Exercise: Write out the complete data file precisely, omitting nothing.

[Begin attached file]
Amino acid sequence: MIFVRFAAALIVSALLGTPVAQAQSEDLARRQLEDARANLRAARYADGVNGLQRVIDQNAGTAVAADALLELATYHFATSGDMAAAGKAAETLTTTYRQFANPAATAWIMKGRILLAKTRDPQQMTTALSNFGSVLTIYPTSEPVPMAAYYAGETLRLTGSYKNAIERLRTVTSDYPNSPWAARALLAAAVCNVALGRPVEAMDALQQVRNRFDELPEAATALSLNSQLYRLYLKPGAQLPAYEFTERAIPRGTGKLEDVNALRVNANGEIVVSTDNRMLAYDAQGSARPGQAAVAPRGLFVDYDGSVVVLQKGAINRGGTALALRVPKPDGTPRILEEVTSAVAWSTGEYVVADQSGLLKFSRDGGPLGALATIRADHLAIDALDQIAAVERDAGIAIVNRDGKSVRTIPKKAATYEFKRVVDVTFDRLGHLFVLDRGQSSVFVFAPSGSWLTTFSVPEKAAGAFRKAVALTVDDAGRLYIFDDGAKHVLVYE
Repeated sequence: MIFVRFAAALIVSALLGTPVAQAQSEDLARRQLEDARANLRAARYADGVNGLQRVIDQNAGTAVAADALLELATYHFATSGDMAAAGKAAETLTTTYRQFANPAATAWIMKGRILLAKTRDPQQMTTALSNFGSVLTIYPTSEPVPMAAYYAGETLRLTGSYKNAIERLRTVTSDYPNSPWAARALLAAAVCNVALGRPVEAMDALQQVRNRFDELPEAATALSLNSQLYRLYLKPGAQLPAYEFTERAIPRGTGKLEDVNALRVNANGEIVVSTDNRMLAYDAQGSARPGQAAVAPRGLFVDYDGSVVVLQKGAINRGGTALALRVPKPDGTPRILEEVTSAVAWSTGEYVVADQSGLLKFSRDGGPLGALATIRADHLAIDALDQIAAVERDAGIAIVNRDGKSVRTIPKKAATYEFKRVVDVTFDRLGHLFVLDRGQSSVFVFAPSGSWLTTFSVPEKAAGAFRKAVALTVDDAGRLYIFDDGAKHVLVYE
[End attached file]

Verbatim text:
Amino acid sequence: MIFVRFAAALIVSALLGTPVAQAQSEDLARRQLEDARANLRAARYADGVNGLQRVIDQNAGTAVAADALLELATYHFATSGDMAAAGKAAETLTTTYRQFANPAATAWIMKGRILLAKTRDPQQMTTALSNFGSVLTIYPTSEPVPMAAYYAGETLRLTGSYKNAIERLRTVTSDYPNSPWAARALLAAAVCNVALGRPVEAMDALQQVRNRFDELPEAATALSLNSQLYRLYLKPGAQLPAYEFTERAIPRGTGKLEDVNALRVNANGEIVVSTDNRMLAYDAQGSARPGQAAVAPRGLFVDYDGSVVVLQKGAINRGGTALALRVPKPDGTPRILEEVTSAVAWSTGEYVVADQSGLLKFSRDGGPLGALATIRADHLAIDALDQIAAVERDAGIAIVNRDGKSVRTIPKKAATYEFKRVVDVTFDRLGHLFVLDRGQSSVFVFAPSGSWLTTFSVPEKAAGAFRKAVALTVDDAGRLYIFDDGAKHVLVYE
Repeated sequence: MIFVRFAAALIVSALLGTPVAQAQSEDLARRQLEDARANLRAARYADGVNGLQRVIDQNAGTAVAADALLELATYHFATSGDMAAAGKAAETLTTTYRQFANPAATAWIMKGRILLAKTRDPQQMTTALSNFGSVLTIYPTSEPVPMAAYYAGETLRLTGSYKNAIERLRTVTSDYPNSPWAARALLAAAVCNVALGRPVEAMDALQQVRNRFDELPEAATALSLNSQLYRLYLKPGAQLPAYEFTERAIPRGTGKLEDVNALRVNANGEIVVSTDNRMLAYDAQGSARPGQAAVAPRGLFVDYDGSVVVLQKGAINRGGTALALRVPKPDGTPRILEEVTSAVAWSTGEYVVADQSGLLKFSRDGGPLGALATIRADHLAIDALDQIAAVERDAGIAIVNRDGKSVRTIPKKAATYEFKRVVDVTFDRLGHLFVLDRGQSSVFVFAPSGSWLTTFSVPEKAAGAFRKAVALTVDDAGRLYIFDDGAKHVLVYE